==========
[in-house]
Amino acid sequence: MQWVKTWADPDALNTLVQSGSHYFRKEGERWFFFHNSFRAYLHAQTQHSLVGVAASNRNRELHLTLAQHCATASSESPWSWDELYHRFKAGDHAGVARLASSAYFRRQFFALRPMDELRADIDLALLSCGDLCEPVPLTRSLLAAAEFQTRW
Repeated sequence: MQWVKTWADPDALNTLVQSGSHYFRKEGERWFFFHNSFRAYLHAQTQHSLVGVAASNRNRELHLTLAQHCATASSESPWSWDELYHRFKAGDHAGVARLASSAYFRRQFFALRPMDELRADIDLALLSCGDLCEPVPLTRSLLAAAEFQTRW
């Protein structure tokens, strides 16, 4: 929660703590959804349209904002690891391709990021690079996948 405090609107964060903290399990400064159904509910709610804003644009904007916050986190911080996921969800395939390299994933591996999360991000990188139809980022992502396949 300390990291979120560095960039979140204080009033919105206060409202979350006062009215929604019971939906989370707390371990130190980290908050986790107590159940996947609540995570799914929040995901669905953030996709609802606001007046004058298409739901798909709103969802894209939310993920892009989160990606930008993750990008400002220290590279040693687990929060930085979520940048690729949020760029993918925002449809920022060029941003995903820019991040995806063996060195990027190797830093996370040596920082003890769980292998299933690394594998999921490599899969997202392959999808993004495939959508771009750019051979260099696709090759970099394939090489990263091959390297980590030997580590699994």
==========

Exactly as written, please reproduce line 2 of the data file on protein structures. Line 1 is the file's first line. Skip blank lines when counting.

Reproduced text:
Amino acid sequence: MQWVKTWADPDALNTLVQSGSHYFRKEGERWFFFHNSFRAYLHAQTQHSLVGVAASNRNRELHLTLAQHCATASSESPWSWDELYHRFKAGDHAGVARLASSAYFRRQFFALRPMDELRADIDLALLSCGDLCEPVPLTRSLLAAAEFQTRW